Did you hear about this on NPR? Dr. Willie Parker is one of two doctors who practices at the only women’s health clinic in Mississippi where abortions are performed. Parker, a devout Christian, is the subject of a profile in Esquire magazine called, “The Abortion Ministry of Dr. Willie Parker” by John Richardson.
I am astounded. What an inspiration! The faith and commitment of this gentle doctor has come to his work to help poor women get health care in one of the most difficult decisions of their lives. Here is someone who does not take a doctrinaire approach, but who practices basic Christian compassion in providing services to women in the only abortion clinic in Mississippi. Wealthy women can go out of state, but the women who end up at this clinic are poor women who get harassed by the protestors outside as they enter.
This reminds me of the anti-gay rhetoric and the horrible anti-gay legislation propounded in Uganda with a great deal of help by some American churches. It made me wonder how American and English Christian preachers can promote laws that not only criminalizes gay behavior, but also even promote the death penalty or life in prison. It seems to me not far from the behavior of Islamic fighters in Iraq who are forcing conversion on the Yazidis. They either must convert or die.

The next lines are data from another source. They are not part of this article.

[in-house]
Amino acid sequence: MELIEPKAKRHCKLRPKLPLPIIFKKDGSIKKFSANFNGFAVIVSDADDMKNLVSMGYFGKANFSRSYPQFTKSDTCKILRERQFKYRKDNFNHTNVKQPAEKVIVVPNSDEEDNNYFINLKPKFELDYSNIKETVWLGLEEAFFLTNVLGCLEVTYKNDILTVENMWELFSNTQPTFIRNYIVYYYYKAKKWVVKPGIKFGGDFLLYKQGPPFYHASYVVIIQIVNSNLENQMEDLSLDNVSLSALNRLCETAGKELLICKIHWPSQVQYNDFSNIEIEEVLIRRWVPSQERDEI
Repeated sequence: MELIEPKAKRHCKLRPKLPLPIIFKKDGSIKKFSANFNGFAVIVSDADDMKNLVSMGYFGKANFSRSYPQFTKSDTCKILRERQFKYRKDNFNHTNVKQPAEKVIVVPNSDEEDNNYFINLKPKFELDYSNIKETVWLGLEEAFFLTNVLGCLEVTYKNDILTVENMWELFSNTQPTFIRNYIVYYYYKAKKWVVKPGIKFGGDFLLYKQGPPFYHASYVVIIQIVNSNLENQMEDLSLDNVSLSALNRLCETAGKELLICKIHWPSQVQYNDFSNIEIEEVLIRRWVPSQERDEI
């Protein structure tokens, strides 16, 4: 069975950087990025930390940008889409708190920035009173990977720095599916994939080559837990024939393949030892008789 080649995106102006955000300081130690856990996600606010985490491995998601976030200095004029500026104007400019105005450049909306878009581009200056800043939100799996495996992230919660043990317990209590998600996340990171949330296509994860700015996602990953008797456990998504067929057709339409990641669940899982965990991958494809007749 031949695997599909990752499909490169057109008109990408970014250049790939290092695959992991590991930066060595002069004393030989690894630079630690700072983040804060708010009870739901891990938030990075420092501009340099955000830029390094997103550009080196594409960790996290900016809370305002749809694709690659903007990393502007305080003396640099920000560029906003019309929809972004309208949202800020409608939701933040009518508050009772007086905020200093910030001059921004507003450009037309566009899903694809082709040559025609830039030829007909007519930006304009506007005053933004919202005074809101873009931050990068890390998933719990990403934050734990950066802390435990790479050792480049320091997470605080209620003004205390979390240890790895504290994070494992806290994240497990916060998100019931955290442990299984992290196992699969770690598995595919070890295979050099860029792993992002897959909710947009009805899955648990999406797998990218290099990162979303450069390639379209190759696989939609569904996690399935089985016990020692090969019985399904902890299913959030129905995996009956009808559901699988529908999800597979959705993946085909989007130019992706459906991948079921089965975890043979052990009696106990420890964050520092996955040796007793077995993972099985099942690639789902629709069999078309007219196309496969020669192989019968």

As a Catholic it seems to me that all I was taught and all I continue to believe is that religion should be a force for compassion. Doesn’t it say in the New Testament “Let he who is without sin throw the first stone” among many other citations that instruct believers not to judge others? It seems we need to be reminded that faith-filled people can and do choose to use their religion to make principled decisions that go against what others may take as doctrine.
Listening to Dr Parker’s interview I was so impressed by his deep faith, by his struggle to work with poor women, by his courage when he knows that there are those who would even kill to enforce their twisted sense of what is right. To me, these so-called Christians are compatriots of the ISIS terrorists in Iraq, and compatriots of those who promote the death penalty for gay people in Uganda. They do not have any right to claim religion as their motivation. I believe their motivation is the will to have power over others—the will that has caused so much destruction and so much suffering in the world.